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Tuesday, August 19, 2014

Day 358 - iPhone stand binge

I can't believe it took me this long to get around to printing an iPhone stand. Phone cases and stands are the first thing that most of my students think of to print. But here I am, almost at the end of printing one thing a day for an entire freakin year, and it just now occurs to me that I need a stand for my iPhone. This is like when I learned to knit by struggling through a complicated Fair Isle Estonian sock pattern instead of starting with a scarf like everybody else. After a couple of years of knitting strange and complicated things I finally got around to knitting a scarf, and now almost everything I knit is some kind of scarf. I wonder if now that I've finally printed an iPhone stand I will print nothing but iPhone stands...

Or maybe I can just get it out of my system all at once. We printed five stands today:

Print One: desktoplathes' iPhone stand with 2 settings. Can't get simpler than this. Very nice! The two angled positions work particularly well if you have a case on your phone, since the lip of the angle grabs the front lip of the case. This results in a very sturdy stand, even though it is so small you could easily carry it around in your pocket.

Thingiverse link: http://www.thingiverse.com/make:91016

Settings: MakerBot Replicator 2 with raft but no supports, .3mm layer height, 22 minutes.

Print Two: SunnyJames' 6 Position iPhone stand. A lot like the one above but with an extra slot for when you want to stand your phone dead vertical. I can see that being useful for filming. The center slot is too small for our iPhone 4 with case, and too large for our iPhone 5 without case; but for the iPhone 4 with no case this is Goldilocks. The outside slots work with or without the case, with either iPhone model.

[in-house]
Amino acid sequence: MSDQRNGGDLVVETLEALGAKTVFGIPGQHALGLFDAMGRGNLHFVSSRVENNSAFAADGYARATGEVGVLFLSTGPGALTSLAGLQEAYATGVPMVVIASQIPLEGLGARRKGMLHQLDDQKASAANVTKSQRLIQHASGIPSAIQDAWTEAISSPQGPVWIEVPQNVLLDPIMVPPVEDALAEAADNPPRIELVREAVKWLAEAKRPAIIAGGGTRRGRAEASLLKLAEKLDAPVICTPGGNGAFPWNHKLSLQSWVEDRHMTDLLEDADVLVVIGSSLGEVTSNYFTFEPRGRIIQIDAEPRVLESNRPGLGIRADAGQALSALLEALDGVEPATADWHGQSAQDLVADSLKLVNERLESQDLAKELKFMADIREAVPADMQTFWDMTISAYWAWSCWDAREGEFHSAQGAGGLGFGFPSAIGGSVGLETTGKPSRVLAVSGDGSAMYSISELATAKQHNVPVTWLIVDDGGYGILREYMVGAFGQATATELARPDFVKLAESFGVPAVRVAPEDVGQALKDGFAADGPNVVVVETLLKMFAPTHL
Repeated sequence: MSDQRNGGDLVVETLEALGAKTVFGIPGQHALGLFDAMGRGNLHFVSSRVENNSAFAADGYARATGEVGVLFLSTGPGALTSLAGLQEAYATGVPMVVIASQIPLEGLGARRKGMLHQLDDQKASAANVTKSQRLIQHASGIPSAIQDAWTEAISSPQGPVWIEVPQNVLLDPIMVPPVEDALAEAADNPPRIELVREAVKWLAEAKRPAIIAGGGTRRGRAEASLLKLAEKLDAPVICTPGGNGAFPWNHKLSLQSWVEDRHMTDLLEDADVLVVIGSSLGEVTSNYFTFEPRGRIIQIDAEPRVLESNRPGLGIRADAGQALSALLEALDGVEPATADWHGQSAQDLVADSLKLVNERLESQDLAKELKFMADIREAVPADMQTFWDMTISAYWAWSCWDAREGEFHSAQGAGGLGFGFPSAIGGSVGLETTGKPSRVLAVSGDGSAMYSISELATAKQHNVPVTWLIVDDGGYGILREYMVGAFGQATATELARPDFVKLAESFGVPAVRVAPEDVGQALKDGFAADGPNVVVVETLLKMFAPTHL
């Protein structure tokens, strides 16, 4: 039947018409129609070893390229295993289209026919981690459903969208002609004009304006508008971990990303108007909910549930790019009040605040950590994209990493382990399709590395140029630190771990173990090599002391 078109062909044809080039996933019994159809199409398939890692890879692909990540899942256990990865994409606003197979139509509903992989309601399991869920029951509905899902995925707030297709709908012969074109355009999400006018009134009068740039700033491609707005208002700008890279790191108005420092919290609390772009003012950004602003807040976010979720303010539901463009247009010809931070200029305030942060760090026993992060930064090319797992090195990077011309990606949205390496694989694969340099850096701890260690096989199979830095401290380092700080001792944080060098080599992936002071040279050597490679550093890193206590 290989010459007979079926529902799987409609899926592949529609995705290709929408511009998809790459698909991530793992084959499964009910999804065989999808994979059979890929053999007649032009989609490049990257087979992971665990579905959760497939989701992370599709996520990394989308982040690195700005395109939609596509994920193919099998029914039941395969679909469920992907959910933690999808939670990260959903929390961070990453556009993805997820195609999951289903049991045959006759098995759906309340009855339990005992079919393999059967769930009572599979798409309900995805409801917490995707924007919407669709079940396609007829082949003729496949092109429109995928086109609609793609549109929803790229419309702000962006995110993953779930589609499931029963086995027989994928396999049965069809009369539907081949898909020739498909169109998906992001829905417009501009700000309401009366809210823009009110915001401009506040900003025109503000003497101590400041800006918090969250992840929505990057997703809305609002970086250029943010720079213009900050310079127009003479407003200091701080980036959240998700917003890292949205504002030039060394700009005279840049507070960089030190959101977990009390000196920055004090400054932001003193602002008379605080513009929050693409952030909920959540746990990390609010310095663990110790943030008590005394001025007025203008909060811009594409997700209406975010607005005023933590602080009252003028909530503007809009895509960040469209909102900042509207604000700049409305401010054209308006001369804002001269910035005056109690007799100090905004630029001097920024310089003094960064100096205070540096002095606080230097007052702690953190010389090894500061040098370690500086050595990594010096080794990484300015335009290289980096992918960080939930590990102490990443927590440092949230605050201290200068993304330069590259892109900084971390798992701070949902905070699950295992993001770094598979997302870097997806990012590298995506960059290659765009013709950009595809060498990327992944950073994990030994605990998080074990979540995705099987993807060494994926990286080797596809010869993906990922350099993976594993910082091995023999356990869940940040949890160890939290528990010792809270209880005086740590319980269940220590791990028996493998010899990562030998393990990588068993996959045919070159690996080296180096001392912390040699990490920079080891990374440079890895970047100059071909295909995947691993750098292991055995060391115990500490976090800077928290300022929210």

Thingiverse link: http://www.thingiverse.com/make:91017

Settings: MakerBot Replicator 2 with raft but no supports, .3mm layer height, 30 minutes.

Print Three: adampaterson's Phone Stand Concept - Dual Angle model. This one is really interesting, and it took me a while to figure out how to use it. It turns out to be perfect for that super-low-angle position where you want to keep your phone on your desk and be able to use the touch screen. Yes! This is the only stand we printed that has this unique and very useful super-low position.

Thingiverse link: http://www.thingiverse.com/make:91021

Settings: MakerBot Replicator 2 with raft but no supports, .3mm layer height, 27 minutes.

Print Four: JohnA's Kickstand for iPhone / iPad Touch. I love how tiny this is; you could even put this on your keychain if you wanted to. In fact, it has a hole that you could use to do just that! However I had trouble balancing my phone with this one, and sometimes I didn't get it quite right and the phone would fall over. Perhaps I need to print it at a slightly different scale to get it to fit correctly with my model of phone.

Thingiverse link: http://www.thingiverse.com/make:91022

Settings: MakerBot Replicator 2 with raft but no supports, .3mm layer height, 22 minutes.

Print Five: tkramm's iPhone 5 Stand. This one took about twice as long to print as the others, but it has a really sleek and professional design. I'm glad to have printed this one in black; it looks great with the phone. It's also very sturdy and gives access to the button on the front of the phone. There's only one angle option but it is a good one. Fits our iPhone 5 but not the iPhone 4.

Thingiverse link: http://www.thingiverse.com/make:91024

Settings: MakerBot Replicator 2 with raft but no supports, .3mm layer height, 57 minutes.

The verdict? Some are better for charging, some for watching videos, some for landscape, some for filming. And now I think we have enough iPhone stands for the whole family and I can stop printing them now.

Technical notes, time flavor: The five times listed above are from the MakerBot Desktop software's estimate; I used that measure in order to be consistent, because I didn't mark down the exact times for all of the items. In general the MakerWare estimated time is an over-estimate for the Replicator 2; for example, the fifth print actually took only 47 minutes, not 57. For the Replicator Mini the opposite is true: the MakerBot Desktop software tends to under-estimate the time needed for printing. In general we have the following:

Actual Rep2 time < Estimated Rep2 time < Estimated Mini time < Actual Mini time.

Technical notes, counting flavor: The other day someone joked to me that I didn't actually print something every day this year because sometimes there are guest posts. Well joke's on you Mr. Husband, today I printed five things. :)